“Betraying a secret that might see you incarcerated doesn’t seem to bother him.” Renault didn’t seem so much concerned as he seemed victorious, gleeful almost that Anais’s trust in Joseph had been mistaken. Anais bit back a defence of Joseph – his safety depended on Renault believing that Joseph was as venal as he.
“You’ve given him cause, and for what? For what, Renault?” She must get a hold of herself, and control her voice. Renault’s reasons were irrelevant now.
“Would he really do it?”
“He’s a determined man.”
Renault winced. “I’m not so convinced that you aren’t crazy. He’s a machine, Mother!”
Anais stood then, leaning upon the desk and shouting into the screen. “Shut up! Shut up! Whatever Joseph is, you were willing to kill an innocent stranger along with him, for petty revenge! He never would have said a word if you hadn’t hounded him, if you hadn’t driven him to it!” And then finally, Renault’s earlier words caught in her awareness. ‘I made arrangements for surveillance on Klotho’... “Call your dogs off, Renault. Call them off!” She held her hand against her throat, trying to catch her breath.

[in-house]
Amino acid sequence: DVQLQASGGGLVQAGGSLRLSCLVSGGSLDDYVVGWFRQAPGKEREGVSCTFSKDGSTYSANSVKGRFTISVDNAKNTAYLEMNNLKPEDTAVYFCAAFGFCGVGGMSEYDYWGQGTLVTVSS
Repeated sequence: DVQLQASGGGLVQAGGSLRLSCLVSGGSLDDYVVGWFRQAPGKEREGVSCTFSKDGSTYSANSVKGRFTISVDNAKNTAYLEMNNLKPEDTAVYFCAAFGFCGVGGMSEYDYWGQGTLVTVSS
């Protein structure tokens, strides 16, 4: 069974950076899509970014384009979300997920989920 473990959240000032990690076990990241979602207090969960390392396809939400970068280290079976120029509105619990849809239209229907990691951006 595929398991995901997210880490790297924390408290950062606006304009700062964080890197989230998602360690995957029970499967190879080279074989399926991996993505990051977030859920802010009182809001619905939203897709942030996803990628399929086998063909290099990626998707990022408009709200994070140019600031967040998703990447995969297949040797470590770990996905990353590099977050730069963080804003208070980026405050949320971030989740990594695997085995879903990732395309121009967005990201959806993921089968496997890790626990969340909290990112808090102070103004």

“I don’t know if I can!” Panic had widened his eyes. “Trent made the arrangements, through go-betweens. It took time. We didn’t expect to have to deal directly with them again, we didn’t want to have to deal with them directly. They won’t be looking for new contact.”
“Do it!” Anais demanded. “Stop them! For your sake if not for mine.”